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Nintendo’s latest object designed to celebrate Mario’s 35th anniversary turns out to be a time machine that can transport you back to the 1980s as surely as a De Lorean equipped with a flux capacitor.
The Super Mario Bros Game & Watch cleverly honours both Mario’s first outings and Nintendo’s first forays into handheld gaming with the Game & Watch series, which ran from 1980 to 1991.
Physically, the Super Mario Bros Game & Watch is super-authentic: collectors will note that its magenta-and-gold livery and overall form-factor precisely matches that of 1981’s Manhole. It looks and feels the part, although it’s slightly lighter than the first Game & Watches were.
That’s one of the consequences of Nintendo’s updating of the original Game & Watch blueprint with subtle but welcome examples of 21st-century technology. For a start, it eschews the original watch-style battery in favour of a rechargeable one that can be replenished via a (supplied) USB-C cable (which also renders the machine hackable – Doom has already been persuaded to run on it).
Instead of a primitive mono LCD screen (with the original Game & Watches, you could always see ghostly outlines of screen elements that weren’t supposed to be visible), the Super Mario Bros Game & Watch comes with a startlingly bright colour affair.
A button entitled Pause/Set lets you adjust the only two things that aren’t hard-wired: screen brightness and the volume coming from the built-in speaker. You can also tell it to operate as a clock, with various Mario-themed animations playing on the screen.
Another commendable way in which the Super Mario Bros Game & Watch avails itself of modern technology is by including three games: the original Super Mario Bros, Super Mario Bros: The Lost Levels (confusingly billed as Super Mario Bros 2) and Ball, which was the game that featured on the first Game & Watch of the same name.
Cutely, when you play the latter – a juggling game involving the correct positioning of Mario’s hands – the screen goes into grey-and-black LCD emulation mode (albeit without the original ghosting).
The two original Super Mario Bros games are every bit as hardcore as they were when they first came out: you get three lives, and if you haven’t made it to the end of whichever multi-stage World you’re in, you’ll have to start from the beginning when those lives run out. You can, at least, pause your game at any time.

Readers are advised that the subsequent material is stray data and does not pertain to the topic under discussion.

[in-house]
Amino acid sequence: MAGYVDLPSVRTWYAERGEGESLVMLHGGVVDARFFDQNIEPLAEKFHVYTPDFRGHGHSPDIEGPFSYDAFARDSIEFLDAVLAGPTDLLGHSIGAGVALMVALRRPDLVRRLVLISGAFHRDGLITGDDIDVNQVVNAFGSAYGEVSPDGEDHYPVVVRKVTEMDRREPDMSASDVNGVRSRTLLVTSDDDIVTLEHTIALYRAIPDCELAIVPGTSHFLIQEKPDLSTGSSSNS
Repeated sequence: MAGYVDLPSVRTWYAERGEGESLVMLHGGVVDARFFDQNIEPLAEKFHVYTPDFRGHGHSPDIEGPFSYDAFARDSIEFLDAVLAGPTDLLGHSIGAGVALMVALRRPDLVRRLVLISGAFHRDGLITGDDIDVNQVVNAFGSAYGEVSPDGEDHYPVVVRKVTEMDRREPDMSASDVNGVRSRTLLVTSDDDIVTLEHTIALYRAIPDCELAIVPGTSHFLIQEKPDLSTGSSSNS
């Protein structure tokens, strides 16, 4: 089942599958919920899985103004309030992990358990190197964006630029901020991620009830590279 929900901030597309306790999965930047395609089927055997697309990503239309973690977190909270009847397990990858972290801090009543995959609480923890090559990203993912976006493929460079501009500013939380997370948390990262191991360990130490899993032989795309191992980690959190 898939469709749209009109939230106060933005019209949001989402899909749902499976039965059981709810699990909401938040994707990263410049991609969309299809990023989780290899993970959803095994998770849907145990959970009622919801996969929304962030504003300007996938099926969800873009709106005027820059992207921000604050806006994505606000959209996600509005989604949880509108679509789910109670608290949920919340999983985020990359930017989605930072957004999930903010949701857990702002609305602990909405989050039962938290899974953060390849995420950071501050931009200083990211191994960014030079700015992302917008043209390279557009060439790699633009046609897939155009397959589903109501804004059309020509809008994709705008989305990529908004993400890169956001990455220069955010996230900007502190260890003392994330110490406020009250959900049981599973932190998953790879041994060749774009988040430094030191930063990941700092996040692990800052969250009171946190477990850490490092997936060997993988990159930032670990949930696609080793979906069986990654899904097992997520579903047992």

The original Super Mario Bros has a two-player option, in which you take turns, with one player controlling Mario and the other Luigi, and Super Mario Bros: The Lost Levels lets you choose between solo play as Mario or Luigi (the latter has a slightly more floaty jump).
“The Super Mario Bros Game & Watch is surely the most desirable stocking-filler on the market this Christmas (and so it should be, you might argue, with a slightly steep £49.99 RRP).”
No new-fangled concessions to cushy modern gaming ideas like saving your progress, in other words, and that’s exactly how it should be: the original Game & Watches adhered to the arcade-machine core-concept of seeing how far you could get with a limited number of lives.
The Super Mario Bros Game & Watch is so tiny that it will fit into the smallest of pockets, and it’s the perfect object to suddenly remember you have in your possession when, say, getting comfortable at the start of a long train or car journey.
Appropriately enough its designer, Gunpei Yokoi, reputedly came up with the concept after seeing a salaryman playing with a calculator on a train. Its battery life is prodigious, too: we haven’t managed to scratch the surface of it, and it should comfortably exceed ten hours.
The Super Mario Bros Game & Watch is surely the most desirable stocking-filler on the market this Christmas (and so it should be, you might argue, with a slightly steep £49.99 RRP).
Nintendo, as ever, has mined its back catalogue cleverly to create a piece of hardware that will induce intense feelings of nostalgia in anyone who was brought up in the 1980s, yet takes advantage of modern technology. No self-respecting Nintendo fan-person should go without one.
A reminder of the origins of handheld gaming, with subtle nods to modern technology.
- Subtly updated using modern technology, great screen, three games to choose between
- No saves allowed, modern gamers might find it offputtingly hardcore